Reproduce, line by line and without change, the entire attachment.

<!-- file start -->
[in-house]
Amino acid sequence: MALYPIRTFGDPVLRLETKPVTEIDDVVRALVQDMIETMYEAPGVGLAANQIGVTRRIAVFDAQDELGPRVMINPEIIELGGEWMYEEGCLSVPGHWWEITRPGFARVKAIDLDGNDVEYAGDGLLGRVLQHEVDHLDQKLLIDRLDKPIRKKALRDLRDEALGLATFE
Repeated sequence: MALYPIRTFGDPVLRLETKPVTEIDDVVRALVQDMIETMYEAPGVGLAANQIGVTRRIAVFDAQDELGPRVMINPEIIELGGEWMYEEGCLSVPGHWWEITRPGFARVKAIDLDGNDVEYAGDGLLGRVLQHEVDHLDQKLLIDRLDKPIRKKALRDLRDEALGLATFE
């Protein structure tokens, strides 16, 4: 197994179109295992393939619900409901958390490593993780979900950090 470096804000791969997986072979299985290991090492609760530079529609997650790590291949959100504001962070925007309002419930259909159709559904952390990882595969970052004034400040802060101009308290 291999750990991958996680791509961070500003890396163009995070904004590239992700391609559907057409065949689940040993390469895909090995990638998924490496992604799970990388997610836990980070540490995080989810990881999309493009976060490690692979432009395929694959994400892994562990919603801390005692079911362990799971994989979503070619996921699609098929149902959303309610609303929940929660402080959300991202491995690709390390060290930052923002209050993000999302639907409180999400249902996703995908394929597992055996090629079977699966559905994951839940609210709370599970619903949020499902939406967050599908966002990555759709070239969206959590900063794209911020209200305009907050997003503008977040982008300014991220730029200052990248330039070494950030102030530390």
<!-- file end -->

[in-house]
Amino acid sequence: MALYPIRTFGDPVLRLETKPVTEIDDVVRALVQDMIETMYEAPGVGLAANQIGVTRRIAVFDAQDELGPRVMINPEIIELGGEWMYEEGCLSVPGHWWEITRPGFARVKAIDLDGNDVEYAGDGLLGRVLQHEVDHLDQKLLIDRLDKPIRKKALRDLRDEALGLATFE
Repeated sequence: MALYPIRTFGDPVLRLETKPVTEIDDVVRALVQDMIETMYEAPGVGLAANQIGVTRRIAVFDAQDELGPRVMINPEIIELGGEWMYEEGCLSVPGHWWEITRPGFARVKAIDLDGNDVEYAGDGLLGRVLQHEVDHLDQKLLIDRLDKPIRKKALRDLRDEALGLATFE
């Protein structure tokens, strides 16, 4: 197994179109295992393939619900409901958390490593993780979900950090 470096804000791969997986072979299985290991090492609760530079529609997650790590291949959100504001962070925007309002419930259909159709559904952390990882595969970052004034400040802060101009308290 291999750990991958996680791509961070500003890396163009995070904004590239992700391609559907057409065949689940040993390469895909090995990638998924490496992604799970990388997610836990980070540490995080989810990881999309493009976060490690692979432009395929694959994400892994562990919603801390005692079911362990799971994989979503070619996921699609098929149902959303309610609303929940929660402080959300991202491995690709390390060290930052923002209050993000999302639907409180999400249902996703995908394929597992055996090629079977699966559905994951839940609210709370599970619903949020499902939406967050599908966002990555759709070239969206959590900063794209911020209200305009907050997003503008977040982008300014991220730029200052990248330039070494950030102030530390």